DP12019 Global earnings inequality, 1970-2015
|Author(s):||Olle Hammar, Daniel Waldenström|
|Publication Date:||May 2017|
|Keyword(s):||Development, Global inequality, Inequality decomposition, labor markets|
|JEL(s):||D31, F01, O15|
|Programme Areas:||Public Economics, Development Economics|
|Link to this Page:||www.cepr.org/active/publications/discussion_papers/dp.php?dpno=12019|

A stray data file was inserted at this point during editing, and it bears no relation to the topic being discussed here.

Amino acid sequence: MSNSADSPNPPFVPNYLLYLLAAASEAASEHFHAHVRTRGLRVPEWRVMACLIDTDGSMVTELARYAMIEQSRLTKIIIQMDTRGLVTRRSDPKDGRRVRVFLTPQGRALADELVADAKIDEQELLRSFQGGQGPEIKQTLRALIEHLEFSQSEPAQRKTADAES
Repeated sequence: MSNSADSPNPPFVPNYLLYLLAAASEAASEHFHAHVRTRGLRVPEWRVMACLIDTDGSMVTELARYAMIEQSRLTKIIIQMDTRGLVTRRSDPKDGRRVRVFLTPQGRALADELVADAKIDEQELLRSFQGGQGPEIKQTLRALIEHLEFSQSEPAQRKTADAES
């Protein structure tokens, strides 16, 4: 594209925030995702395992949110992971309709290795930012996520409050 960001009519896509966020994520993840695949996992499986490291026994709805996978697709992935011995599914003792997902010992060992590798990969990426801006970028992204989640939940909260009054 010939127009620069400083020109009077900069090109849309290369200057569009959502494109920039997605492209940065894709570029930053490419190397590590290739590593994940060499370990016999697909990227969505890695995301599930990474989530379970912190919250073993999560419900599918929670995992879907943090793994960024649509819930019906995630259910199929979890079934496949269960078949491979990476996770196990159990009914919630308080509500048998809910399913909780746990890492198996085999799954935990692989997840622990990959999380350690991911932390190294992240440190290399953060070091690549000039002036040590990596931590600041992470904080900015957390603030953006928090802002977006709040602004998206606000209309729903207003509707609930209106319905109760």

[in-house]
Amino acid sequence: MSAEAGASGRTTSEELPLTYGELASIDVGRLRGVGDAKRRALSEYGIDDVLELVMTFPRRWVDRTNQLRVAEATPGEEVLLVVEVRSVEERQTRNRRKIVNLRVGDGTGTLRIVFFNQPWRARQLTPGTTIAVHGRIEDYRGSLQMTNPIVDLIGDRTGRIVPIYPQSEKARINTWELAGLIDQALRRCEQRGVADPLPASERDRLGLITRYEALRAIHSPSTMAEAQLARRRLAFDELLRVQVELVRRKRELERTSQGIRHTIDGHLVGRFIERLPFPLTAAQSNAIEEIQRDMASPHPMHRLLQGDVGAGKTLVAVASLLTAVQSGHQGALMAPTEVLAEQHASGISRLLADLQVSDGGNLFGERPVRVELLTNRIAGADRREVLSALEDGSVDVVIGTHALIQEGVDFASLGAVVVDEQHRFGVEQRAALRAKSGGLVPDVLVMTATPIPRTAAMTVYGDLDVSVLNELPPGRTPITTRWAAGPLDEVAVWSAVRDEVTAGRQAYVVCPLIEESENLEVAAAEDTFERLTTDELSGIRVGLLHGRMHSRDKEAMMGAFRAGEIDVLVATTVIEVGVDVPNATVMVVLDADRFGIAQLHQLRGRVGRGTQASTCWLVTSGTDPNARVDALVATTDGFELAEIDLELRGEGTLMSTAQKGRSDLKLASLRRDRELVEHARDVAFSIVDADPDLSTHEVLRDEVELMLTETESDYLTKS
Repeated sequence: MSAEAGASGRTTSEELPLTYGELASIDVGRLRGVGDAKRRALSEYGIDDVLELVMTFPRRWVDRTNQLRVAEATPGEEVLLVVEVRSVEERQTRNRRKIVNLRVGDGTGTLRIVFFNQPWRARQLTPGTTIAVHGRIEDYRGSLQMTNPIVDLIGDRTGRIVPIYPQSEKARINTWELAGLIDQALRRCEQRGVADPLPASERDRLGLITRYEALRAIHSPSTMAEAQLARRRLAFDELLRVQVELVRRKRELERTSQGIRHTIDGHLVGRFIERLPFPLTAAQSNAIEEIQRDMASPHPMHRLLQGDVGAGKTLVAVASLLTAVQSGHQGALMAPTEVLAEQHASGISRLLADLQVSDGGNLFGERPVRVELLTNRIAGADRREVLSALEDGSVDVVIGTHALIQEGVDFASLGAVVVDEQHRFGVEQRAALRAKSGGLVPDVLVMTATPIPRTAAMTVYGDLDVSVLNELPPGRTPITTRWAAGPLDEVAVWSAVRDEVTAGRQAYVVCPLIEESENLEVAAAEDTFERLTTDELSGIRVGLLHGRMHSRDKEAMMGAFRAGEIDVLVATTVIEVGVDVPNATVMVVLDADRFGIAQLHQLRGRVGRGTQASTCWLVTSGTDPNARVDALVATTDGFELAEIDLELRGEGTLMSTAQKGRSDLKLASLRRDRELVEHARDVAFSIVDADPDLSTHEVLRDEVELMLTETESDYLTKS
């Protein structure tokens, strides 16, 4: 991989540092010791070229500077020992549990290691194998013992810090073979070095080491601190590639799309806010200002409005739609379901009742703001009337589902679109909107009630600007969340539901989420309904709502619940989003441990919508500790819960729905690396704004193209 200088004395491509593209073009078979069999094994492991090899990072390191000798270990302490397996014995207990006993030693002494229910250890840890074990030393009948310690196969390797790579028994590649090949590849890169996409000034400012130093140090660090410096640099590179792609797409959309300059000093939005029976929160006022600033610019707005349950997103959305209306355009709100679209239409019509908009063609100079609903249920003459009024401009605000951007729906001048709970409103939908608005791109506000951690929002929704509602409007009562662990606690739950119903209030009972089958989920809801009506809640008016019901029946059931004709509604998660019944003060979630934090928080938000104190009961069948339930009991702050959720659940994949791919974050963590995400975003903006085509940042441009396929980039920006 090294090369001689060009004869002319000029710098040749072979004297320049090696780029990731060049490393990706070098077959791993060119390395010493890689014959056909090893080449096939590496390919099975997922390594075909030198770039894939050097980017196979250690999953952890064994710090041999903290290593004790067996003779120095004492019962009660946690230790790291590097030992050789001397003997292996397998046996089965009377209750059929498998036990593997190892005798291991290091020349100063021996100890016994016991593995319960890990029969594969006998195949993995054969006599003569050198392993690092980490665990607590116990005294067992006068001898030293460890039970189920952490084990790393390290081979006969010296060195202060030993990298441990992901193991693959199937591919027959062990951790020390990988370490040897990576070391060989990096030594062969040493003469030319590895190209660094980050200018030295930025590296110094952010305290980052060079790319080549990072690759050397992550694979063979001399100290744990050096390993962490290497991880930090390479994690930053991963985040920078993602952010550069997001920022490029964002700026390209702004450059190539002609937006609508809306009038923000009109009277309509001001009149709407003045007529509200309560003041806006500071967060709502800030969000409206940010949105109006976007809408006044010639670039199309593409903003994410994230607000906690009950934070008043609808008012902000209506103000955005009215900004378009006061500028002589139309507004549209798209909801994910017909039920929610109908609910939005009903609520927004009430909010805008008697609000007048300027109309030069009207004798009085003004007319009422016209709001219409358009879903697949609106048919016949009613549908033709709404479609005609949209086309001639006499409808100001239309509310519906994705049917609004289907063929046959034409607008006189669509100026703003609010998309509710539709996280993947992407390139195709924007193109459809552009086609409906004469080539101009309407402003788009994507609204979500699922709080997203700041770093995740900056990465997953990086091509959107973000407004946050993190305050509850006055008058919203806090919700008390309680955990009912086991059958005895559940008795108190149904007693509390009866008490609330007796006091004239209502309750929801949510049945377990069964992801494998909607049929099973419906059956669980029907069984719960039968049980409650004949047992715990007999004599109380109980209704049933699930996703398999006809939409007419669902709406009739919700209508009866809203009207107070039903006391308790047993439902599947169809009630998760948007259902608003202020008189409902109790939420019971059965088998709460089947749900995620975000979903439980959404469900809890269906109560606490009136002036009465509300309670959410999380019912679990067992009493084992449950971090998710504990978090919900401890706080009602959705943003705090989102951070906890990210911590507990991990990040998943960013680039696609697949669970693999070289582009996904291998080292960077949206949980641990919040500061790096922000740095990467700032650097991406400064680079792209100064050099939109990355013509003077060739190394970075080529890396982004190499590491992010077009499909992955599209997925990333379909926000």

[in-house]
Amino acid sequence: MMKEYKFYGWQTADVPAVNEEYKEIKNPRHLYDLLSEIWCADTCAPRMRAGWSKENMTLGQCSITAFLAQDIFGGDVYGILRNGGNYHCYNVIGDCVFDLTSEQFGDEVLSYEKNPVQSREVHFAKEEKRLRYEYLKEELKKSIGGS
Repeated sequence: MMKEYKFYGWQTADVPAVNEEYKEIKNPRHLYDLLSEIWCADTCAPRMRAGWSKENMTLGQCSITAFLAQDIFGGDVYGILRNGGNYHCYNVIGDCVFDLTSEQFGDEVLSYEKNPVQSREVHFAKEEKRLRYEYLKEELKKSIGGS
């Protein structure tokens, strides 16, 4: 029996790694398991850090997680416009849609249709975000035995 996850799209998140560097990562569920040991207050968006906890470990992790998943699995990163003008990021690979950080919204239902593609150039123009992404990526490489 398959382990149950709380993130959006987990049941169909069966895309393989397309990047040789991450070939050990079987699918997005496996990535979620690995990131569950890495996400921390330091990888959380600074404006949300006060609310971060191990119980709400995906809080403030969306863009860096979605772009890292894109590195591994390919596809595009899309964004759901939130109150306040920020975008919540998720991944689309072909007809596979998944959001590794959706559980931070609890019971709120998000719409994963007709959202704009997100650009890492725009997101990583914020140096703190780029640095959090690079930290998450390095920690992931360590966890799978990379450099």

We estimate trends in global earnings dispersion across occupational groups using a new database covering 66 developed and developing countries between 1970 and 2015. Our main finding is that global earnings inequality has declined, primarily during the 2000s, when the global Gini coefficient dropped nearly 10 points and the earnings share of the world's poorest half doubled. Decomposition analyses emphasize the role of income convergence between poor and rich countries and that earnings have become more similar within occupations in traded industries. Sensitivity checks show that the results are robust to varying real exchange rates, inequality measures and population definitions.